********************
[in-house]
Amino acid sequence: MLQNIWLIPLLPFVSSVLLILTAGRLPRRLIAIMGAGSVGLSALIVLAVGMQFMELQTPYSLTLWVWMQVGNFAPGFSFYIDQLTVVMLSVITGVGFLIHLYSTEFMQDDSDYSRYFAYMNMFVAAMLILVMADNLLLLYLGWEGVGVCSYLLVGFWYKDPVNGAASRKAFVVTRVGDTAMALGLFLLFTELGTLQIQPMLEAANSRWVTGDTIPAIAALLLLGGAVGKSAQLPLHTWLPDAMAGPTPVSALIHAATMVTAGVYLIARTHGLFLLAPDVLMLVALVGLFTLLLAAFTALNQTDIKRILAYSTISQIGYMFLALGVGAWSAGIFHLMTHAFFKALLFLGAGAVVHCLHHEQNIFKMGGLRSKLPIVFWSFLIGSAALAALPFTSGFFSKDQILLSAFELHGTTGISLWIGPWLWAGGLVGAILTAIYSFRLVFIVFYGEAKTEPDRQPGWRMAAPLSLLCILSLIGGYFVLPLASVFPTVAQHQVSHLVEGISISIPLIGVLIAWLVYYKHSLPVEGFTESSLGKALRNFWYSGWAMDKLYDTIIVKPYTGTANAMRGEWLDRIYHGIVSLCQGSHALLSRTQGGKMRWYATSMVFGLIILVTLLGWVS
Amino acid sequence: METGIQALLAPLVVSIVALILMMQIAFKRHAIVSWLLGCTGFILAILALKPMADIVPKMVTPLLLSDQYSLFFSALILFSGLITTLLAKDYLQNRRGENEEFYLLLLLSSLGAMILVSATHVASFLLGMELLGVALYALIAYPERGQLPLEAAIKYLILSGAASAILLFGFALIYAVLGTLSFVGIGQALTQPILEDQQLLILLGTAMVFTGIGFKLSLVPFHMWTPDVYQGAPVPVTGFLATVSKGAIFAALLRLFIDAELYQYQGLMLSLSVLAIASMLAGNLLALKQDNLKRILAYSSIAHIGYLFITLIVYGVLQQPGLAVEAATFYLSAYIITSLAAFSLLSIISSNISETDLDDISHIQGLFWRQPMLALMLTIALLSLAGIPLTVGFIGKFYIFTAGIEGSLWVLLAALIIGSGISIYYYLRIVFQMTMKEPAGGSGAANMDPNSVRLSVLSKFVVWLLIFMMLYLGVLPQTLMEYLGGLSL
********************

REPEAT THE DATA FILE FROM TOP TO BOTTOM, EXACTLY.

[in-house]
Amino acid sequence: MLQNIWLIPLLPFVSSVLLILTAGRLPRRLIAIMGAGSVGLSALIVLAVGMQFMELQTPYSLTLWVWMQVGNFAPGFSFYIDQLTVVMLSVITGVGFLIHLYSTEFMQDDSDYSRYFAYMNMFVAAMLILVMADNLLLLYLGWEGVGVCSYLLVGFWYKDPVNGAASRKAFVVTRVGDTAMALGLFLLFTELGTLQIQPMLEAANSRWVTGDTIPAIAALLLLGGAVGKSAQLPLHTWLPDAMAGPTPVSALIHAATMVTAGVYLIARTHGLFLLAPDVLMLVALVGLFTLLLAAFTALNQTDIKRILAYSTISQIGYMFLALGVGAWSAGIFHLMTHAFFKALLFLGAGAVVHCLHHEQNIFKMGGLRSKLPIVFWSFLIGSAALAALPFTSGFFSKDQILLSAFELHGTTGISLWIGPWLWAGGLVGAILTAIYSFRLVFIVFYGEAKTEPDRQPGWRMAAPLSLLCILSLIGGYFVLPLASVFPTVAQHQVSHLVEGISISIPLIGVLIAWLVYYKHSLPVEGFTESSLGKALRNFWYSGWAMDKLYDTIIVKPYTGTANAMRGEWLDRIYHGIVSLCQGSHALLSRTQGGKMRWYATSMVFGLIILVTLLGWVS
Amino acid sequence: METGIQALLAPLVVSIVALILMMQIAFKRHAIVSWLLGCTGFILAILALKPMADIVPKMVTPLLLSDQYSLFFSALILFSGLITTLLAKDYLQNRRGENEEFYLLLLLSSLGAMILVSATHVASFLLGMELLGVALYALIAYPERGQLPLEAAIKYLILSGAASAILLFGFALIYAVLGTLSFVGIGQALTQPILEDQQLLILLGTAMVFTGIGFKLSLVPFHMWTPDVYQGAPVPVTGFLATVSKGAIFAALLRLFIDAELYQYQGLMLSLSVLAIASMLAGNLLALKQDNLKRILAYSSIAHIGYLFITLIVYGVLQQPGLAVEAATFYLSAYIITSLAAFSLLSIISSNISETDLDDISHIQGLFWRQPMLALMLTIALLSLAGIPLTVGFIGKFYIFTAGIEGSLWVLLAALIIGSGISIYYYLRIVFQMTMKEPAGGSGAANMDPNSVRLSVLSKFVVWLLIFMMLYLGVLPQTLMEYLGGLSL